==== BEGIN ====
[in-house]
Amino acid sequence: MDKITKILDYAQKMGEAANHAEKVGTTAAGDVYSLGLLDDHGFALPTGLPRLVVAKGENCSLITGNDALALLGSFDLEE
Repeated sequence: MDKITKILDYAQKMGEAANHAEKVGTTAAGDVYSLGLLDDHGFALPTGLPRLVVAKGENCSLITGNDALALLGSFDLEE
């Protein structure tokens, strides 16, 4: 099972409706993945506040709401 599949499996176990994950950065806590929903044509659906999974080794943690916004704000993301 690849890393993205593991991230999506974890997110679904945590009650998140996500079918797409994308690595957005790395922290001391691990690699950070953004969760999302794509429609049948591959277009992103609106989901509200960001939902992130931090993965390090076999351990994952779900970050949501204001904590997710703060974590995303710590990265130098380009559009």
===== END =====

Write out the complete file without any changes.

[in-house]
Amino acid sequence: MDKITKILDYAQKMGEAANHAEKVGTTAAGDVYSLGLLDDHGFALPTGLPRLVVAKGENCSLITGNDALALLGSFDLEE
Repeated sequence: MDKITKILDYAQKMGEAANHAEKVGTTAAGDVYSLGLLDDHGFALPTGLPRLVVAKGENCSLITGNDALALLGSFDLEE
């Protein structure tokens, strides 16, 4: 099972409706993945506040709401 599949499996176990994950950065806590929903044509659906999974080794943690916004704000993301 690849890393993205593991991230999506974890997110679904945590009650998140996500079918797409994308690595957005790395922290001391691990690699950070953004969760999302794509429609049948591959277009992103609106989901509200960001939902992130931090993965390090076999351990994952779900970050949501204001904590997710703060974590995303710590990265130098380009559009």